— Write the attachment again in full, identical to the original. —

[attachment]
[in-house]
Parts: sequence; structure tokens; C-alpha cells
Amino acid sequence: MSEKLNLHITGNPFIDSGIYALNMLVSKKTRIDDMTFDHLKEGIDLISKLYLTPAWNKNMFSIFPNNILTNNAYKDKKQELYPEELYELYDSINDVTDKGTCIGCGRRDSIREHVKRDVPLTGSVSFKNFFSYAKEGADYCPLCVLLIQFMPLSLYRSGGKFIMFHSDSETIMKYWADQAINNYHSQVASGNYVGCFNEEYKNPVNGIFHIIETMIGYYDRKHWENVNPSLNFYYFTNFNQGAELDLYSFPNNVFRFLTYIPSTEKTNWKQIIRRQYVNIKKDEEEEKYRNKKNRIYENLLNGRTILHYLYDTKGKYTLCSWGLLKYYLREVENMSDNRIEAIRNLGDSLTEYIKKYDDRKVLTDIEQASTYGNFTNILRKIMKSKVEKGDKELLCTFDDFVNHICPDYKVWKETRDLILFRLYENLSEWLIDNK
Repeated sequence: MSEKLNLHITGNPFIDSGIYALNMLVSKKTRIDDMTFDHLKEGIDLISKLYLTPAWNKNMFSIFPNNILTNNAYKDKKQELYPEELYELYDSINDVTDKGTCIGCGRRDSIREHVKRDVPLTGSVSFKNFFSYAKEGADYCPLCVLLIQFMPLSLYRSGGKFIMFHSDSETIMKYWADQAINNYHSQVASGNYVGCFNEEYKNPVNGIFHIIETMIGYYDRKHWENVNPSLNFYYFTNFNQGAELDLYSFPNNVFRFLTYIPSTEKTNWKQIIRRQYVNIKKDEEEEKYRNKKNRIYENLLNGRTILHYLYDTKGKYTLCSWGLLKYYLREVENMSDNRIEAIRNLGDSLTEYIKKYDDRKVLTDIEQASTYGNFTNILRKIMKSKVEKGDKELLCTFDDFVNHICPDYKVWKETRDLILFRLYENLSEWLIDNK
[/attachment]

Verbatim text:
[in-house]
Parts: sequence; structure tokens; C-alpha cells
Amino acid sequence: MSEKLNLHITGNPFIDSGIYALNMLVSKKTRIDDMTFDHLKEGIDLISKLYLTPAWNKNMFSIFPNNILTNNAYKDKKQELYPEELYELYDSINDVTDKGTCIGCGRRDSIREHVKRDVPLTGSVSFKNFFSYAKEGADYCPLCVLLIQFMPLSLYRSGGKFIMFHSDSETIMKYWADQAINNYHSQVASGNYVGCFNEEYKNPVNGIFHIIETMIGYYDRKHWENVNPSLNFYYFTNFNQGAELDLYSFPNNVFRFLTYIPSTEKTNWKQIIRRQYVNIKKDEEEEKYRNKKNRIYENLLNGRTILHYLYDTKGKYTLCSWGLLKYYLREVENMSDNRIEAIRNLGDSLTEYIKKYDDRKVLTDIEQASTYGNFTNILRKIMKSKVEKGDKELLCTFDDFVNHICPDYKVWKETRDLILFRLYENLSEWLIDNK
Repeated sequence: MSEKLNLHITGNPFIDSGIYALNMLVSKKTRIDDMTFDHLKEGIDLISKLYLTPAWNKNMFSIFPNNILTNNAYKDKKQELYPEELYELYDSINDVTDKGTCIGCGRRDSIREHVKRDVPLTGSVSFKNFFSYAKEGADYCPLCVLLIQFMPLSLYRSGGKFIMFHSDSETIMKYWADQAINNYHSQVASGNYVGCFNEEYKNPVNGIFHIIETMIGYYDRKHWENVNPSLNFYYFTNFNQGAELDLYSFPNNVFRFLTYIPSTEKTNWKQIIRRQYVNIKKDEEEEKYRNKKNRIYENLLNGRTILHYLYDTKGKYTLCSWGLLKYYLREVENMSDNRIEAIRNLGDSLTEYIKKYDDRKVLTDIEQASTYGNFTNILRKIMKSKVEKGDKELLCTFDDFVNHICPDYKVWKETRDLILFRLYENLSEWLIDNK